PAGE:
Saturday, March 05, 2011
Piers Morgan & Other Jerks
Ed here: Because I read the London papers on line I was aware of Piers Morgan without really knowing much about him. I decided to check him out when CNN began to bombard the cable waves with commercials for the guy. He'd been a true blue asshole savant in the U.K. and based on the U.S. commercials he promised to be even more so here.
He came off as a braggart, a smirker and a tool. The copy was so hyped up I'm amazed even someone with his considerable powers of ego was able to get it out of his mouth. I took particular exception to the implicit way he dumped on Larry King. I'll take ole Larry any day over this jerk.
While his show hasn't bombed it certainly hasn't fulfilled network expectations. It's the Katie Couric syndrome. I sort of like Katie. I can't even tell you why. I felt sorry for her when she allowed CBS to hype her to the degree that failure was assured. Remember "Something news in news!" Will she be nude? Will be she be in contact with aliens? Will she be able to channel the dead and jabber with Lincoln? No...she'll just sit behind a desk and read the news like the other network anchors. Nobody could live up to that kind of hype.
I urge you to read Wolcott's take not only on Piers Morgan but also his overview of what "news" has become. That was part of Morgan's pledge--not just gossip but hard news with newsmakers. Oprah? Ricky Gervais--who as Wolcott points out was at his most arrogant right along with ole Piers. And an inadvertently hilarious horndog interview with the Kardashian tarts.
Wolcott also makes this important point:
As Rachel McAdams says to Harrison Ford in Morning Glory:
“The world has been debating news versus entertainment for years, and guess what? You lost!” Which hasn’t stopped the losing side from singing the chain-gang blues. Civic-minded souls in journalism, academe, and the mushroom farms of C-span panels can still be heard lamenting the infestation of news and politics by showbiz values, a war between informed debate and pole dancing that they (unlike Ford’s Pomeroy) recognize as a lost cause, hence their elegiac tone, the dead fly in their lemonade. The days when the words “Hollywood actor” framed Ronald Reagan like bunny fingers as an ID tag and an implied insult seem far-off and quaint: nearly everybody in politics—candidate, consultant, pundit, and Tea Party crowd extra alike—is an actor now, a shameless ham in a hoked-up reality series that never stops. (Only Mitt Romney doesn’t seem to have gotten the memo, his polished-leather insincerity unsalted with irony or anything remotely self-aware.) Mourning the fall of the judicious savant (or solon) and the rise of the preening jester is pointless, foolish; elite opinion has failed this country so miserably that it has no moral or intellectual standing left, only its club-member privileges. Think back on the Iraq war and the W.M.D.’s, the Terri Schiavo circus, the iguana contortions of John McCain under the guise of maverick integrity, the Wall Street meltdown and bailout—TV satirists and late-night hosts drove much deeper nails into the marrow of what was happening than the editorial pages of The Washington Post, that prison morgue of Beltway consensus. A new political-entertainment class has moved into the noisy void once occupied by the sage pontiffs of yore, a class just as polarized as our partisan divide: one side holding up a fun-house mirror to folly, the other side reveling in its own warped reflection.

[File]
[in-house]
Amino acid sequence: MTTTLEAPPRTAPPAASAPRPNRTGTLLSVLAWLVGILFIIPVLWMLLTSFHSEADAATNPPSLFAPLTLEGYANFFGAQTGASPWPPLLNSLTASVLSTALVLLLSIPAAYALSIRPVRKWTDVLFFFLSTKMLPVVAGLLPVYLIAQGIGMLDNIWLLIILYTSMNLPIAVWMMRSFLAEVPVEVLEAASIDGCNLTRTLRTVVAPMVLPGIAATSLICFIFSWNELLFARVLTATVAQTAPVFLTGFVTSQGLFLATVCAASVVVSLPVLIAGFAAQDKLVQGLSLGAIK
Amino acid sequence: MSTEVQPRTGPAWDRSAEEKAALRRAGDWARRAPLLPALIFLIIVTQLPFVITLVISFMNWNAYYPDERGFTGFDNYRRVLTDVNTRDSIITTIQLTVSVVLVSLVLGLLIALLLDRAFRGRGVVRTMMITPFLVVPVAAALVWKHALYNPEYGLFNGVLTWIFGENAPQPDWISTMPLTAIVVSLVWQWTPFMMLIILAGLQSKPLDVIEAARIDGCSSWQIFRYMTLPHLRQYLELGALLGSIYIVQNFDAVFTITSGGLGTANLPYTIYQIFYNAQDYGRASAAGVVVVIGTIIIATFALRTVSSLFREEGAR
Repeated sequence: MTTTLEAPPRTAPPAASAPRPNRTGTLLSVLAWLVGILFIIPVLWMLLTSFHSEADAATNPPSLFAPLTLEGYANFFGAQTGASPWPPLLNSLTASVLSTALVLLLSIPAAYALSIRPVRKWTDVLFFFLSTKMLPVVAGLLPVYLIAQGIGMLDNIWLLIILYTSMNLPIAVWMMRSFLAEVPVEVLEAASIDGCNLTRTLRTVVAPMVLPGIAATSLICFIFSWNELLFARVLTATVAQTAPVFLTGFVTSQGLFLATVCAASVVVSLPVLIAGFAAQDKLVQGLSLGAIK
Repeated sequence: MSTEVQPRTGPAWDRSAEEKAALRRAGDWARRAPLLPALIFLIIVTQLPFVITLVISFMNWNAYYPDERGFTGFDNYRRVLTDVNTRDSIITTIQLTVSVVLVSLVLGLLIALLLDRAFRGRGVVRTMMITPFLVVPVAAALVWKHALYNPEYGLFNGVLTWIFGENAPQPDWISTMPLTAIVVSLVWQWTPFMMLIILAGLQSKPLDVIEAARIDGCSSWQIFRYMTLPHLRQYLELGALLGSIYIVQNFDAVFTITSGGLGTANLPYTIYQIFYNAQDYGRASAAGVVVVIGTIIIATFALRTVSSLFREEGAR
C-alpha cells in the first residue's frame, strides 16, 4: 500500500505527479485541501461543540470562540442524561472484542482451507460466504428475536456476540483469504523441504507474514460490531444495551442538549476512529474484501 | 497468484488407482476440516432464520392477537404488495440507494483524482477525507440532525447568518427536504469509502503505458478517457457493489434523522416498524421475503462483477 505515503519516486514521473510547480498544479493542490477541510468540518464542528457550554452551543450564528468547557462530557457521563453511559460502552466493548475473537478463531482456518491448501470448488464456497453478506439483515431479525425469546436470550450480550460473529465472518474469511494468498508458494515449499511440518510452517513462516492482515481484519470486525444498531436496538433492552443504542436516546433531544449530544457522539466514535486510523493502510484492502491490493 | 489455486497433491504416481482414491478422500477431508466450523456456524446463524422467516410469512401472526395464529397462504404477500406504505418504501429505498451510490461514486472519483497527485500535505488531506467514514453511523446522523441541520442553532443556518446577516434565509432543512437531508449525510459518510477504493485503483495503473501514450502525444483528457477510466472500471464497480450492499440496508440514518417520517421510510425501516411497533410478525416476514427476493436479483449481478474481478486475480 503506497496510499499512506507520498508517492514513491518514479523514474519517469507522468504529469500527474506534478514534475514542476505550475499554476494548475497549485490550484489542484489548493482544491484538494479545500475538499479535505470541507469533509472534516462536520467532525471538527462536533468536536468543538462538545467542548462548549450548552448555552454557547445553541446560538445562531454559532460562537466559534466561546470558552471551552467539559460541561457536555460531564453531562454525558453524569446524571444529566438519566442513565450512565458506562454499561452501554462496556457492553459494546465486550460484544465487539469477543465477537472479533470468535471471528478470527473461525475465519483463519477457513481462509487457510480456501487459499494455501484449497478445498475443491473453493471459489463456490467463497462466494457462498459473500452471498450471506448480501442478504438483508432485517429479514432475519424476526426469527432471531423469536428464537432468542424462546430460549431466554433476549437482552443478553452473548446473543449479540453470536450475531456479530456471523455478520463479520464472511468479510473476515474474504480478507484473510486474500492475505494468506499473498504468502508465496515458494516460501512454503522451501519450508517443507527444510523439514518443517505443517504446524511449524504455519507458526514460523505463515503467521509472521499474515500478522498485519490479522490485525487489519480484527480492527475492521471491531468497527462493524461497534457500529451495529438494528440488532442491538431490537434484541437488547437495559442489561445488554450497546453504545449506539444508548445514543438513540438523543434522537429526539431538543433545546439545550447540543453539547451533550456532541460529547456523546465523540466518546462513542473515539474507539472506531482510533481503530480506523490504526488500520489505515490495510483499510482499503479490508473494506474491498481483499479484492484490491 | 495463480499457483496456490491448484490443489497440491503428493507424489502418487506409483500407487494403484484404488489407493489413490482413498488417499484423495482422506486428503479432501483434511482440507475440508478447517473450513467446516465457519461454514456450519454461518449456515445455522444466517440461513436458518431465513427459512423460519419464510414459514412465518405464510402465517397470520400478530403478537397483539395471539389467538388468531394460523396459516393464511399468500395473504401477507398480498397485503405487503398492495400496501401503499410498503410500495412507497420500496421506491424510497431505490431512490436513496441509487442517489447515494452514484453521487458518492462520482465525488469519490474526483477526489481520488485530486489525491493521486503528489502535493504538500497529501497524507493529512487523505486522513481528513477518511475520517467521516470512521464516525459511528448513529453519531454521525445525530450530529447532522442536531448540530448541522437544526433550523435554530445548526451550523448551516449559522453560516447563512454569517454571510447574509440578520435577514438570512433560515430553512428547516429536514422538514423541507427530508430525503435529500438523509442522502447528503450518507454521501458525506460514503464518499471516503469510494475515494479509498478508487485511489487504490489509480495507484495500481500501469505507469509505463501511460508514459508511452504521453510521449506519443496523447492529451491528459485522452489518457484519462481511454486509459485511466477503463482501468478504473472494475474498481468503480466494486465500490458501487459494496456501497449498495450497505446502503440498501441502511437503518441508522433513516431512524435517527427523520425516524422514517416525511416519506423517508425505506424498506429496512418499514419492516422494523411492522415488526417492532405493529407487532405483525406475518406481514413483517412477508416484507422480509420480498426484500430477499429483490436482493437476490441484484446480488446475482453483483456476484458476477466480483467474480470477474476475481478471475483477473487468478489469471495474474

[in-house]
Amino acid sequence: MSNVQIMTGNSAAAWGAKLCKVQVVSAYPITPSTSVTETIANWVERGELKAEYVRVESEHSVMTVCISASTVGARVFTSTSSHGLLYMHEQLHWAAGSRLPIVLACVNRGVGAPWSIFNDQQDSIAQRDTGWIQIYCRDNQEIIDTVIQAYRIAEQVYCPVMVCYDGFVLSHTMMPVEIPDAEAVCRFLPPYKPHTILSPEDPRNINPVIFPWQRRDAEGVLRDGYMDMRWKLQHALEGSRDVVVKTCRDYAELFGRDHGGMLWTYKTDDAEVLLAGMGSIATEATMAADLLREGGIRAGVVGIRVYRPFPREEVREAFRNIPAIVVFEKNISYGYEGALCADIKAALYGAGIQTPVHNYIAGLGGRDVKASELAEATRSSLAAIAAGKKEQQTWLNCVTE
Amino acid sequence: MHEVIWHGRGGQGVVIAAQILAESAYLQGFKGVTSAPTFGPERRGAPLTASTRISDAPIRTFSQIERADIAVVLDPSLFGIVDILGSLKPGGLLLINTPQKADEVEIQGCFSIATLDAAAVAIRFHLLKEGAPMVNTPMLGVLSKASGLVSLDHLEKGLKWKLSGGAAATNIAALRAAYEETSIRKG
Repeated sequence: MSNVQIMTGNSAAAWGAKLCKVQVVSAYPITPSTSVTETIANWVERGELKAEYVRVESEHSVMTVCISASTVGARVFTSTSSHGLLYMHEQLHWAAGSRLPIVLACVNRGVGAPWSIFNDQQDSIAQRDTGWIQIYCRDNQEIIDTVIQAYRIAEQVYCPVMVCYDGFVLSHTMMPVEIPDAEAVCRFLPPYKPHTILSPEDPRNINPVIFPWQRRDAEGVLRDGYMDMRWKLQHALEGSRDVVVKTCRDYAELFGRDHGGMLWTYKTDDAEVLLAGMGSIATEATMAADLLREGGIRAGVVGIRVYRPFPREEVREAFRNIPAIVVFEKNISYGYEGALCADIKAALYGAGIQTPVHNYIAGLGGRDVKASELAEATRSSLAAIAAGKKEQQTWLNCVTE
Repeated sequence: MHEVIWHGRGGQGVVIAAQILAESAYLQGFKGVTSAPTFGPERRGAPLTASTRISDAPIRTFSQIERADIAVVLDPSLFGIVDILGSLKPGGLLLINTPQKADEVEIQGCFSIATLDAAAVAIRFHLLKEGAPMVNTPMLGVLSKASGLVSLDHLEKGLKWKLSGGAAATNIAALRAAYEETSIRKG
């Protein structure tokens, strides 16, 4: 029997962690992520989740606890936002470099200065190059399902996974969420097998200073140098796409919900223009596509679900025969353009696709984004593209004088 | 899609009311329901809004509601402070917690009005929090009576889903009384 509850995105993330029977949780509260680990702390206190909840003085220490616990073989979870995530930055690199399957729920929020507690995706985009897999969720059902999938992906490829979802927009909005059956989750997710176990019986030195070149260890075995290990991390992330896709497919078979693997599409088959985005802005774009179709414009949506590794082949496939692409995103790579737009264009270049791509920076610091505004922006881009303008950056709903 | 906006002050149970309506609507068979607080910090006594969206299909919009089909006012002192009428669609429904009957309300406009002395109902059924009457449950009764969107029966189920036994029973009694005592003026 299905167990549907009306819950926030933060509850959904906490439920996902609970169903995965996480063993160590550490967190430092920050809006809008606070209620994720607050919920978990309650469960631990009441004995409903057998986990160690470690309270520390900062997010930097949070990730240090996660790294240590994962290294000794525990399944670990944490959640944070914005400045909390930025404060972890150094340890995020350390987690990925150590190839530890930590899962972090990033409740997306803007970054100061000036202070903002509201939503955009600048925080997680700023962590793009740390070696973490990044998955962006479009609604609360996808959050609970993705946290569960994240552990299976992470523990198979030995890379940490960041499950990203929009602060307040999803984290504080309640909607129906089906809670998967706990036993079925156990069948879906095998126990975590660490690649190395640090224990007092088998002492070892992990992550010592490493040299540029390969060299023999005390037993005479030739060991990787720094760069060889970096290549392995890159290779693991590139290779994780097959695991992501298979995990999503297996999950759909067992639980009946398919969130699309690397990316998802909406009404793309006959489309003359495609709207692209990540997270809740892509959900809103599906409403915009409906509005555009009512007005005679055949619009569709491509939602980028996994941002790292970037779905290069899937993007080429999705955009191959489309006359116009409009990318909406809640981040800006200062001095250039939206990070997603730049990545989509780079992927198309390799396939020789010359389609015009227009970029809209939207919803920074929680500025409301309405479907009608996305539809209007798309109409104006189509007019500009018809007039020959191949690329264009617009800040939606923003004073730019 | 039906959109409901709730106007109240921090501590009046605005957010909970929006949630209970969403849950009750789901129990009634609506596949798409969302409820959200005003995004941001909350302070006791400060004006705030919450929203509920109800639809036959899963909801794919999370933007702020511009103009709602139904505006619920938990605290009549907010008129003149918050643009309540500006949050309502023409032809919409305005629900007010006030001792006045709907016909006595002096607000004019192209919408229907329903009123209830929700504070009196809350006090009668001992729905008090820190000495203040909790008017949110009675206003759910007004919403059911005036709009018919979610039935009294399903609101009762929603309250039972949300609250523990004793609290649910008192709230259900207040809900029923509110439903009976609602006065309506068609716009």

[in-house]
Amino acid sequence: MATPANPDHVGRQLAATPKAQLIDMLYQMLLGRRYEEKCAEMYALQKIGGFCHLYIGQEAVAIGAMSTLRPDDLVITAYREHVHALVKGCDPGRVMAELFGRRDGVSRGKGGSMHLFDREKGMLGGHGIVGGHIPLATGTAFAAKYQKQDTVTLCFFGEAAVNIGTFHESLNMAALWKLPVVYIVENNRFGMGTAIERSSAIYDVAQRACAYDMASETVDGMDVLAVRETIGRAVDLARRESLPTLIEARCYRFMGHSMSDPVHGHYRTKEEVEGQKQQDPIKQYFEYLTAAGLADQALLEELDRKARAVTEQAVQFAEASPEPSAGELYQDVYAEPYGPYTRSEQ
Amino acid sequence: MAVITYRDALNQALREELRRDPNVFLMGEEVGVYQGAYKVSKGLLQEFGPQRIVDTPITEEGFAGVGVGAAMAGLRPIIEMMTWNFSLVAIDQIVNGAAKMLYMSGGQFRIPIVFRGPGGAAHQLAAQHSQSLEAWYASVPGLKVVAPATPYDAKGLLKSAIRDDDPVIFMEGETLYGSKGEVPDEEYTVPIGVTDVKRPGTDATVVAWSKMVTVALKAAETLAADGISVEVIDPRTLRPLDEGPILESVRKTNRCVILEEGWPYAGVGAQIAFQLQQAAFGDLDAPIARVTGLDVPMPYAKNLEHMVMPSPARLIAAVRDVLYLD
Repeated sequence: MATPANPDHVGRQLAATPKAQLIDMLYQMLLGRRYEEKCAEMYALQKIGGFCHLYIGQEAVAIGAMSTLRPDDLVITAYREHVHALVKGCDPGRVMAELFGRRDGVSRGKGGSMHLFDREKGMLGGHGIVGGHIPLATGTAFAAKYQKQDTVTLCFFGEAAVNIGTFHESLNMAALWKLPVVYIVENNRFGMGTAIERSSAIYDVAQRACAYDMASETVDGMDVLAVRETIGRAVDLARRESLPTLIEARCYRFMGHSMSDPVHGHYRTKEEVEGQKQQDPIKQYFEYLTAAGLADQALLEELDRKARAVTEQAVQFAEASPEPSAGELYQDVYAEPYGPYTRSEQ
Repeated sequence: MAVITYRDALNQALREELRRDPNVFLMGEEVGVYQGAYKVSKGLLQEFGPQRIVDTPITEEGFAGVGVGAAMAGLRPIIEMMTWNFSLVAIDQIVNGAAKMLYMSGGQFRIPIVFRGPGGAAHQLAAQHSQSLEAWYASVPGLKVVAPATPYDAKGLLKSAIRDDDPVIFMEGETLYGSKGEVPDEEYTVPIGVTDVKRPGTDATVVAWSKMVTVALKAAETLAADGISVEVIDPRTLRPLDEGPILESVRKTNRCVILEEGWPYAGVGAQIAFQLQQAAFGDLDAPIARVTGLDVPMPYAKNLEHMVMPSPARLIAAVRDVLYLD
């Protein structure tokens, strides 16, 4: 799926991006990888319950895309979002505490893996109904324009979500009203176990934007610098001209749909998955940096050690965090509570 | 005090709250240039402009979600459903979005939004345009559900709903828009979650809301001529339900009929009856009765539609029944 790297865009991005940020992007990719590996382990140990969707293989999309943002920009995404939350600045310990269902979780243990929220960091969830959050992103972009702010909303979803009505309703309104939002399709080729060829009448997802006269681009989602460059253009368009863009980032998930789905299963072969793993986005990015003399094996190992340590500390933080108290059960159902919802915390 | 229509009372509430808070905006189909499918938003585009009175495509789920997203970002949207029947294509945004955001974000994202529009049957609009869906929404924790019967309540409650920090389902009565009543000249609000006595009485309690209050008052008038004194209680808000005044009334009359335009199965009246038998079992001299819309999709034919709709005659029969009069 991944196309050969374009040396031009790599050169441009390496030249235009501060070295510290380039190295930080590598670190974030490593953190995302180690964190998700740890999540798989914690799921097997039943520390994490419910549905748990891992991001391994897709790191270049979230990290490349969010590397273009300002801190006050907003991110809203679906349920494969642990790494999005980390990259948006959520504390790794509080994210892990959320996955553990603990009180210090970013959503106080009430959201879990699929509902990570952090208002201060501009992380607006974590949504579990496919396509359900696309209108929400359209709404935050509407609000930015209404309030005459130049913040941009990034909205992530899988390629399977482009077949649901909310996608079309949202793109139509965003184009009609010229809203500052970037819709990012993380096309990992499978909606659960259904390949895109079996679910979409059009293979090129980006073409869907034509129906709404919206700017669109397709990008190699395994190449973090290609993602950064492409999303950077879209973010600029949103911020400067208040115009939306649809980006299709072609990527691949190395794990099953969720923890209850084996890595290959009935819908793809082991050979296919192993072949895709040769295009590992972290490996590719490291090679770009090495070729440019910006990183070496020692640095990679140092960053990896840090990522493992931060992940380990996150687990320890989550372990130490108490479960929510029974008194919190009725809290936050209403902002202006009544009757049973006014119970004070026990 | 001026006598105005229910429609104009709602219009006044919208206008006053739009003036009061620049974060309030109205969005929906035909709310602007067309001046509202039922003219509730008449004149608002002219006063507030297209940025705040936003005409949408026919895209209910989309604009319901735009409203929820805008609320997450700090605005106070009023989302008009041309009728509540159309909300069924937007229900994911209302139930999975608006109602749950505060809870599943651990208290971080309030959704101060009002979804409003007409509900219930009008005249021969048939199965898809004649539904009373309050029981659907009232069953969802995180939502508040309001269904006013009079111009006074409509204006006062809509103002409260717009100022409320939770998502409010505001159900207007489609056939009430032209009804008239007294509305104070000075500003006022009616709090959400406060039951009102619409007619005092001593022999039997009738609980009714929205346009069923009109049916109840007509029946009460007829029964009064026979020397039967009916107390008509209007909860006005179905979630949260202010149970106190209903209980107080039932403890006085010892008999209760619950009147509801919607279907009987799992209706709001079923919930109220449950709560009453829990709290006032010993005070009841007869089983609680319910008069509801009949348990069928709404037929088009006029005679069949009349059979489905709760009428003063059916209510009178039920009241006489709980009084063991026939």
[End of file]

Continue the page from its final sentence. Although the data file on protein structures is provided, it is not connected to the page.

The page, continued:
for the rest go here: